Samsung Electronics Co. Ltd. this week set the tone for the emerging DDR-II SDRAM market by introducing a validated 533Mbit/s chip. But what the company didn't disclose was that it also has a 1Gbit/s DDR-II device that will actually begin shipping much sooner as a specialty memory for graphics.
Samsung executives told EBN this week that samples of the 1Gbit/s (1GHz) DDR-II chip will be available this fall and could be in production in the first half of 2003. That would be at least six months earlier than initial production of the 533Mbit/s DDR-II chip, which the company unveiled with some fanfare as the PC market's next mainstream memory.
Samsung this week rolled out what it claimed is the industry's first 512Mbit 533Mbit/s DDR-II, working in conjunction with IBM Corp., Armonk, N.Y., which developed the memory interface and a new registered DIMM. The device was validated using DDR-II interface software from Denali Software Inc., Palo Alto, Calif.
Rival DRAM vendors surveyed this week were quick to claim that Samsung was prematurely hyping its DDR-II validation because it will still be more than a year before the next-generation memory enters production. Elpida Memory, Infineon Technologies, and Micron Technology all maintained that they, too, will be producing DDR-II for PC main memory alongside Samsung in the third quarter of 2003.
The companies also claimed they will have higher-speed versions of the chip for graphics applications in the first half of next year to compete with Samsung's 1Gbit/s part. Micron in particular said it will have a 900Mbit/s device in that time frame.
Slow to grow
Even though DDR-II will first be used in graphics, a few analysts still expect a slow takeoff in this area. Lane Mason, an analyst at Denali Software's research group, said the most aggressive graphics companies "still have some learning to do in trying to cope with the highest-speed DDR-I chips, now at 750 to 800Mbits/s. This involves load factors, signal integrity, and board design. They will have their hands full when they start working with the new DDR-II graphics memory," he said.
Nevertheless, Mason expects that major DRAM producers will introduce DDR-II memory to the graphics market well before the PC because high-volume capacity is not required. As memory chipmakers shrink their dice and improve processing, larger production runs will bring output and costs in line with the PC market's demands.
"As soon as enough yield is achieved [at DDR-II frequencies], we get enough quantities to start serving the graphics market," said Peter Schaefer, vice president of memory products at Infineon Technologies A.G.'s U.S. subsidiary in San Jose. "The graphics market is small enough that it doesn't need great yields at high frequencies."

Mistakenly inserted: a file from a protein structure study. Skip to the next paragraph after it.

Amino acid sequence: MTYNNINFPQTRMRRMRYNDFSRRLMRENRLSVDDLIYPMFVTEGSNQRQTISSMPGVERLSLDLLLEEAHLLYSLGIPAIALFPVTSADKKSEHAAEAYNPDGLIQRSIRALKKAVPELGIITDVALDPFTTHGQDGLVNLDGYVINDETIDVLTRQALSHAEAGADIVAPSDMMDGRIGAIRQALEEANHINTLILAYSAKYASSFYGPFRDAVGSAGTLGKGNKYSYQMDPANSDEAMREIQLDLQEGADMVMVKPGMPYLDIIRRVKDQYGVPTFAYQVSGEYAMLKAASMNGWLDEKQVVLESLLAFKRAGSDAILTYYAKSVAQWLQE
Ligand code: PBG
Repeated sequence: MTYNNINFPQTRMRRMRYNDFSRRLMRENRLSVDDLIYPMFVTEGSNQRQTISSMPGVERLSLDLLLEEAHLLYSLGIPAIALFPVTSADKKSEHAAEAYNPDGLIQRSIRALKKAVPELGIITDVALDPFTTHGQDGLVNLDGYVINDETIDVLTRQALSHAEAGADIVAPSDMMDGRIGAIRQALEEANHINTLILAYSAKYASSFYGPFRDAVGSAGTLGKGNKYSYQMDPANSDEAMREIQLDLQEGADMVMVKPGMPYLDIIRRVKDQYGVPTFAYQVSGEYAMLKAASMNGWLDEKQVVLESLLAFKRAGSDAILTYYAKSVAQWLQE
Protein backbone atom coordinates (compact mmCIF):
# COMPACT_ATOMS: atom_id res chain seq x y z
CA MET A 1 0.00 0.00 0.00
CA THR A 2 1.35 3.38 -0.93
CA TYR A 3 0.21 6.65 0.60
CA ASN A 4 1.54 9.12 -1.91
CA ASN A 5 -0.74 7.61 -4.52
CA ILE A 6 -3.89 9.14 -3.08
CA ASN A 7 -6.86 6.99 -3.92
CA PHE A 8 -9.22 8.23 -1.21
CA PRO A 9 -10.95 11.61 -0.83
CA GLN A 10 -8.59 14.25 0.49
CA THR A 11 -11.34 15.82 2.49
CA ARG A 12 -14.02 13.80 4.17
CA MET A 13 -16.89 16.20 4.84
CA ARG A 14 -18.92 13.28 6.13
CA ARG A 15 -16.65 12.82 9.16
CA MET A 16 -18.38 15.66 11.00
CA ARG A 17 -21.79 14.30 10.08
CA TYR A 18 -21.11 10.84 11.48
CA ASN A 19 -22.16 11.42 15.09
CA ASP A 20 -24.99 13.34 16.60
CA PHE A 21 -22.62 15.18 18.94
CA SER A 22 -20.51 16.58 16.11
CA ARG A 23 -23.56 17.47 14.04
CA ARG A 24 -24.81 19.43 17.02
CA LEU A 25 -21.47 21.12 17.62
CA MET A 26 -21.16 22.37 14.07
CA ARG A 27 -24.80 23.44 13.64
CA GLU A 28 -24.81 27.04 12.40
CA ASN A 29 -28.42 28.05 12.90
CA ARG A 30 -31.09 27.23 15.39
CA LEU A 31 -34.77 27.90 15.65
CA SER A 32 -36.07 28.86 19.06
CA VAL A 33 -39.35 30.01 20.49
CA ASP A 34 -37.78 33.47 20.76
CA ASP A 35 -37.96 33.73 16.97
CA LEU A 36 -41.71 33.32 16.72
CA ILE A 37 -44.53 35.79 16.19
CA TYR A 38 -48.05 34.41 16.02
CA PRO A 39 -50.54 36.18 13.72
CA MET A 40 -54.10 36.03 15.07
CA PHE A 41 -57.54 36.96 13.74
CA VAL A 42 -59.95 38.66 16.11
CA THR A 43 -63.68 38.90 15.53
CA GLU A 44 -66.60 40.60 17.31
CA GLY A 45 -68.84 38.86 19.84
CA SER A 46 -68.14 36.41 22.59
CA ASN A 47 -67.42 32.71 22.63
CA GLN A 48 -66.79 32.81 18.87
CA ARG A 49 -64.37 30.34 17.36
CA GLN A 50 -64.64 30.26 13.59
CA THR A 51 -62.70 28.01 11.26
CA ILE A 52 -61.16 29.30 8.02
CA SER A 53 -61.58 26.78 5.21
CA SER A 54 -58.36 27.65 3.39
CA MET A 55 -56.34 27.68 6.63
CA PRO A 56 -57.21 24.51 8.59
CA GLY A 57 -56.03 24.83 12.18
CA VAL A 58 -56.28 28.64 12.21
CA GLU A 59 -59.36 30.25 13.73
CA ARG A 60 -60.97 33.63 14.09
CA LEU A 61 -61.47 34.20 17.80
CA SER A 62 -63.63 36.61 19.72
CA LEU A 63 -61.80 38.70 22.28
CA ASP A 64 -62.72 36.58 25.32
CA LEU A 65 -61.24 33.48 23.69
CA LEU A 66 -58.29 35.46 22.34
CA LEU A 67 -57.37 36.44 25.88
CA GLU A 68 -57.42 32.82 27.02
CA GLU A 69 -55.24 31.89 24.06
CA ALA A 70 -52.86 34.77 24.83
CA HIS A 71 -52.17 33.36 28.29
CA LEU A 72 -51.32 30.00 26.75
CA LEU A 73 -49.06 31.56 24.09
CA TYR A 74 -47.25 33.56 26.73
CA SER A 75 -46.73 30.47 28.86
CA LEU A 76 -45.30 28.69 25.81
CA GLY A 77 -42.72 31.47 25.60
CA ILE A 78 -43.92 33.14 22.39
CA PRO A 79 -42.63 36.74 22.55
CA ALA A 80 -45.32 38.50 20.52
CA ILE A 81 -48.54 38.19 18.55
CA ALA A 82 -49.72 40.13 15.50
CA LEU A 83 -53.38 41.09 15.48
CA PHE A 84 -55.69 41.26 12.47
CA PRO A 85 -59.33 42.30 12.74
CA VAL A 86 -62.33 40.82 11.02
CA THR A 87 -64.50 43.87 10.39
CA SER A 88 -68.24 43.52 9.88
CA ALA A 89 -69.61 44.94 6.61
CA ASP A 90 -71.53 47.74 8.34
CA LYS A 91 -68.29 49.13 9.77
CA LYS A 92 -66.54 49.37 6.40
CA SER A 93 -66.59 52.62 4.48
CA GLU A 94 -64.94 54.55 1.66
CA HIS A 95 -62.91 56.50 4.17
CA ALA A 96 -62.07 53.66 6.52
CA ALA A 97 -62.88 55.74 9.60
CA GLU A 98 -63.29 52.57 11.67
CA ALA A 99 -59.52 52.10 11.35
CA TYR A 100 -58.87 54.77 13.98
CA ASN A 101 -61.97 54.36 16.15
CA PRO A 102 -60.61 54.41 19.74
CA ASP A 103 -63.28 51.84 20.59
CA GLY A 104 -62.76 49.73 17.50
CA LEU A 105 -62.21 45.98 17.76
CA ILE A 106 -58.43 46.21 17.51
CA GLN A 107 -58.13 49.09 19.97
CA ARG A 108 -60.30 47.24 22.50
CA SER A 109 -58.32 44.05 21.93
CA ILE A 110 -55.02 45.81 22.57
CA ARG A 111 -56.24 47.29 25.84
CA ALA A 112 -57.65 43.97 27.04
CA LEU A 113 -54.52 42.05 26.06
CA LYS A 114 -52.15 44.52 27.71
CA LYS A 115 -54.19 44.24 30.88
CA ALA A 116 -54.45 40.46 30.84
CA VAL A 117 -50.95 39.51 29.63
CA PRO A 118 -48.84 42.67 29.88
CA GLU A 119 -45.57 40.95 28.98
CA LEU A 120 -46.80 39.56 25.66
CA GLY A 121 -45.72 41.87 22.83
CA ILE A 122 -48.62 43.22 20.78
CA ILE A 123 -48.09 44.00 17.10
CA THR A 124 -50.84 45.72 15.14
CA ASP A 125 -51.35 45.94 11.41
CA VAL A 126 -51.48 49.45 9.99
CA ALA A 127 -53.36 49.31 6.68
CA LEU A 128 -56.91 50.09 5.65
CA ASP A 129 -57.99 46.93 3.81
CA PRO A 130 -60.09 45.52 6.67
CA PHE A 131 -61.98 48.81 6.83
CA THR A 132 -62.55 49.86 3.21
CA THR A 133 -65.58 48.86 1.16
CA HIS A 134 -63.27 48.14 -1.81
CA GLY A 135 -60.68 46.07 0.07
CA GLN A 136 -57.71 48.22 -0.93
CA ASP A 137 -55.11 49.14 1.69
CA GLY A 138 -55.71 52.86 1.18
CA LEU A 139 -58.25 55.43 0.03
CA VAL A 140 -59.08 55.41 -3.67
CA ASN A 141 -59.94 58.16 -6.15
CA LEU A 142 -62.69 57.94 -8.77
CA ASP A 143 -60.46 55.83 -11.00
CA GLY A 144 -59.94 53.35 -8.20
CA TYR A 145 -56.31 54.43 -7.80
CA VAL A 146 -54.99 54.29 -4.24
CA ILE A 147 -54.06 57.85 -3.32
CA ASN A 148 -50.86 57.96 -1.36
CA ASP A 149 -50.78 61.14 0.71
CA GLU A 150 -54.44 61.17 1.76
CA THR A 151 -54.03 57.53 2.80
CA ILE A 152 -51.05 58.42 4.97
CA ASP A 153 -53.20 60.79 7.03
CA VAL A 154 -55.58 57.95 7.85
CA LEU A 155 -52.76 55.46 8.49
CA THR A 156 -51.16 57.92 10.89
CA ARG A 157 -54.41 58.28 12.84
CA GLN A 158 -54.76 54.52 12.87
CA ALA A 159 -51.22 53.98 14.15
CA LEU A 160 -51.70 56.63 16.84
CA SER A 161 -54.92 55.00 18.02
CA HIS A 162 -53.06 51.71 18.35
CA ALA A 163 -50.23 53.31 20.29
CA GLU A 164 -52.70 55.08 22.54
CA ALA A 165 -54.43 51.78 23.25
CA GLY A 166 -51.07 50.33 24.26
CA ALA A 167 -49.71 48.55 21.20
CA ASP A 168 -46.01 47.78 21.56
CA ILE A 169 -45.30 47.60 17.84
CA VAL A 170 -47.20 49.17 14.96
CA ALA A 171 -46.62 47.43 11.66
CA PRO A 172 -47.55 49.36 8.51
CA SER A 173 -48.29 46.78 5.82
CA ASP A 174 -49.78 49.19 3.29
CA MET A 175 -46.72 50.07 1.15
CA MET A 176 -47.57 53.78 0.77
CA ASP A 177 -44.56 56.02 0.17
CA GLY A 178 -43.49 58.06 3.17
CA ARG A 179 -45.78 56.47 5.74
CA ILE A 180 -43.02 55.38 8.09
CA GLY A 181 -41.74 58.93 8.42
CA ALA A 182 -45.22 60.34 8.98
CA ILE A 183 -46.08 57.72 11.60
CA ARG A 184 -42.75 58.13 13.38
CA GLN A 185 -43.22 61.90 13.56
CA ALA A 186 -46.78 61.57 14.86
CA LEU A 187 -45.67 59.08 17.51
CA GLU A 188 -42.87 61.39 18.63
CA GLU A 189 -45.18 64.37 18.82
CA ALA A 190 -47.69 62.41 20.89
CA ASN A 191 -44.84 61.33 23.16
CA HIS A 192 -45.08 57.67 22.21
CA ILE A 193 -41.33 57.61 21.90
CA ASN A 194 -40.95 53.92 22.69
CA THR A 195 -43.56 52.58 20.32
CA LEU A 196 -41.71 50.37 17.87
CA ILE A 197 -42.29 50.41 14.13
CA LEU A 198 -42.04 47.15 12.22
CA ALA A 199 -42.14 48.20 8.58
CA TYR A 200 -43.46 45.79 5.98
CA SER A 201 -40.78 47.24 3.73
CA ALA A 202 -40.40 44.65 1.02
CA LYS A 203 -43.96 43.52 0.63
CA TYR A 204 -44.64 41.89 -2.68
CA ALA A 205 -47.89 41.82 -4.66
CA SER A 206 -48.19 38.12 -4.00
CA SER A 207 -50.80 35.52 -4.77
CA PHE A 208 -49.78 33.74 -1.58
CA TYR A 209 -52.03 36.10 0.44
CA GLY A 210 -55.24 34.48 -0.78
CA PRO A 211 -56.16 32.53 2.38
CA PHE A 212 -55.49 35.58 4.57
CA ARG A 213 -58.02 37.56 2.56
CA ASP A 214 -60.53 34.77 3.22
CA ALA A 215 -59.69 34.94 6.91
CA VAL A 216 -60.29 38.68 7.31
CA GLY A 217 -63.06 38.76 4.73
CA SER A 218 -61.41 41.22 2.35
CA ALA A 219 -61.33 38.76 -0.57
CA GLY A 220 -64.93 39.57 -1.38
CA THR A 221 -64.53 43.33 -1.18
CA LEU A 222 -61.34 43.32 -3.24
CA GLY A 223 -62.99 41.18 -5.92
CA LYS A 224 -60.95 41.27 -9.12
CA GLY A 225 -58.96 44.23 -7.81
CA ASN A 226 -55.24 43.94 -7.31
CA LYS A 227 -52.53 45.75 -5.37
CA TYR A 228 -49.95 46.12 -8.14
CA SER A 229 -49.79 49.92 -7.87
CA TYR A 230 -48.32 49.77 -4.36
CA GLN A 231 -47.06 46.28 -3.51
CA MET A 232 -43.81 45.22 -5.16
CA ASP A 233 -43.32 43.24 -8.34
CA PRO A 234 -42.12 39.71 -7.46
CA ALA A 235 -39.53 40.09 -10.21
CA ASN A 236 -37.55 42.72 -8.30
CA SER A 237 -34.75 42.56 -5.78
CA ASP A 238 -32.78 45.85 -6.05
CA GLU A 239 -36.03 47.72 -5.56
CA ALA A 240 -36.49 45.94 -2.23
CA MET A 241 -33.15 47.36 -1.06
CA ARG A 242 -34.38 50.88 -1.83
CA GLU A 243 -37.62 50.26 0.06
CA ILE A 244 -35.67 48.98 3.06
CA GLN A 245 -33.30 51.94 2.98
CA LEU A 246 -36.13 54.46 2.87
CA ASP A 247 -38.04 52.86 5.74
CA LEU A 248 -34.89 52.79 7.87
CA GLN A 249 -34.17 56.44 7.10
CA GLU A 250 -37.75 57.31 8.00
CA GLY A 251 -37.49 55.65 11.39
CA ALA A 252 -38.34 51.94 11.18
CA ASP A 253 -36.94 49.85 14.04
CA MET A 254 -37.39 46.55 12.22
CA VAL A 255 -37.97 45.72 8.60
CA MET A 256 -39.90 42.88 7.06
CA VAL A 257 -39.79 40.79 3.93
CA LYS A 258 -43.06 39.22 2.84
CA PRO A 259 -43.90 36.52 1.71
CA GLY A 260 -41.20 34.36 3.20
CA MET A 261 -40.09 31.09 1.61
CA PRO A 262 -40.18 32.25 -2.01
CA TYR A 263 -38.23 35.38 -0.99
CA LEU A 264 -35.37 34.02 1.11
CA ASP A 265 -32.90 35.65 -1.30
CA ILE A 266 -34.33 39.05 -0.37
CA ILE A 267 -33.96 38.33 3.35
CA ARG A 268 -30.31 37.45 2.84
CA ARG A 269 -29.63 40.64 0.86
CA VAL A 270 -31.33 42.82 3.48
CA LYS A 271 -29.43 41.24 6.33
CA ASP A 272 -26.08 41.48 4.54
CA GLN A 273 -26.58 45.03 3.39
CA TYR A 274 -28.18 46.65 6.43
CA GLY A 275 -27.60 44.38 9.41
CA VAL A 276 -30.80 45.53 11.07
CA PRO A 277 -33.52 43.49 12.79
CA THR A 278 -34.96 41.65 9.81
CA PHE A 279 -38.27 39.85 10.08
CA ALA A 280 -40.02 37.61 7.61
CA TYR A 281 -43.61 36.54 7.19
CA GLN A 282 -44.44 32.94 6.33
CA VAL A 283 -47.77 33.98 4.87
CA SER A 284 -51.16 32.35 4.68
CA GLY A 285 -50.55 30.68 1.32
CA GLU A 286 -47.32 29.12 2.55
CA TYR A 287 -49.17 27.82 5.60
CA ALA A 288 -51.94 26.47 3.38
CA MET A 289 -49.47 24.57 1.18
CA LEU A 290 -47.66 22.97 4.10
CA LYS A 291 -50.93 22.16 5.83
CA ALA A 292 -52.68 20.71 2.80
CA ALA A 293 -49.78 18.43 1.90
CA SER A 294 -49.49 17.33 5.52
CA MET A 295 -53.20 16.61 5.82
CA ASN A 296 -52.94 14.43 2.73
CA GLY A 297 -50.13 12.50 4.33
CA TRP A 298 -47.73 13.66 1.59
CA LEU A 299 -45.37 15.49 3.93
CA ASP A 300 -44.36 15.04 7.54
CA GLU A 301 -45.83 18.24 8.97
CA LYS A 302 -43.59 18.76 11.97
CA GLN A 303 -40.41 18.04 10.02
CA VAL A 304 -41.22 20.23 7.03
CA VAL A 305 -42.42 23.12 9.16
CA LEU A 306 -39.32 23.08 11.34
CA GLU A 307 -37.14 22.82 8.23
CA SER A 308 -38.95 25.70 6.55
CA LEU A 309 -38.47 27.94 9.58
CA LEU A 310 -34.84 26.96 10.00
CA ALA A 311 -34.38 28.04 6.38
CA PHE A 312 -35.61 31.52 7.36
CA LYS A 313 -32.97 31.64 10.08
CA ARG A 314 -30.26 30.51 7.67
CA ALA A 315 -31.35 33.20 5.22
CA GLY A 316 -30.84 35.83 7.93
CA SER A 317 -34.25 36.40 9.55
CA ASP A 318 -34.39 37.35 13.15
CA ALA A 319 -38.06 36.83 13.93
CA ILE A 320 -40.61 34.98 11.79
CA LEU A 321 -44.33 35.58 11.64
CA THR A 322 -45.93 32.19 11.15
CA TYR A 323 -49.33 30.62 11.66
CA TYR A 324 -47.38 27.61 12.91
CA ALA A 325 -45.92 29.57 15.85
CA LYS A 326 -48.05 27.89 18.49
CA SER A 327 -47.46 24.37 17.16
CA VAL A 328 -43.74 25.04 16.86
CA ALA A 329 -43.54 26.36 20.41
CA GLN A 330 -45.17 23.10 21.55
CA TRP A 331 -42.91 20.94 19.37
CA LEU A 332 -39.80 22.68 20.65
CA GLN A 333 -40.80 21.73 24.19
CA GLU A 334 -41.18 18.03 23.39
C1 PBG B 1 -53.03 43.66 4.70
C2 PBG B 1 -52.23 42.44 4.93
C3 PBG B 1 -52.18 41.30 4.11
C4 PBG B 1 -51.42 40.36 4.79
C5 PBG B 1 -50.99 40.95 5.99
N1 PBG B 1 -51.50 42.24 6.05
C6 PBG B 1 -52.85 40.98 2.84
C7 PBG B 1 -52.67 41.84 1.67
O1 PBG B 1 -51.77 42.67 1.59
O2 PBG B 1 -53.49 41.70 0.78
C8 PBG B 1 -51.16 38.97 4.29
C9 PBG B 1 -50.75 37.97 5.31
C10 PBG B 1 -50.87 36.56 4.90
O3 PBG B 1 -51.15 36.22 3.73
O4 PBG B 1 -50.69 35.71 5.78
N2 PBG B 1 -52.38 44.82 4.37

Mueez Deen, Samsung Semiconductor Inc.'s director of memory marketing, San Jose, added that because graphics memory is mounted to the circuit board using a point-to-point connection, chips don't have to wait for DDR-II modules, chipsets, or PC motherboards to be developed and validated.
"We can work closely with graphics customers in cooperative engineering efforts to validate DDR-II on their products," Deen said.
Graphics is a growing market, but still a niche when compared with the huge volumes the PC sector consumes. Terry Lee, director of advanced technology and strategic marketing at Micron Technology Inc., Boise, Idaho, estimated that graphics constitutes 5% to 10% of the total DRAM market.
"Graphics is growing at the same rate as the DRAM market, so it should hold at this ratio for the next five years," Lee said.
Infineon's Schaefer said the high-performance graphics market, including DDR-II, will become even more important to DRAM suppliers as integrated graphics chipsets increasingly take away sales of low- and midrange external graphics cards and their buffer memory.
"Eventually, we'll end up with high-performance graphics being the basic market for external memory," he said.
While graphics will garner the initial DDR-II action early next year, a wide industry effort is already under way to create the chip infrastructure to support DDR-II for PC main memory in time for a late 2003 or early 2004 ramp.
"DDR-II will take new controller logic, a new chipset, new boards, and all this will take time," said Jim Sogas, vice president of sales and marketing at Elpida Memory Inc., San Jose. "Customers aren't going to commit to DDR-II designs until they can get their hands on validated samples and play with them."
To our readers
In recognition that the DRAM industry is using a new nomenclature to describe its device speeds, EBN will cease the use of clock frequency to classify DDR-II SDRAM. Instead, we will adopt a megabits-per-second (Mbits/s) measure when referencing double-clocked DRAM in an effort to more accurately describe the chip's actual data throughput.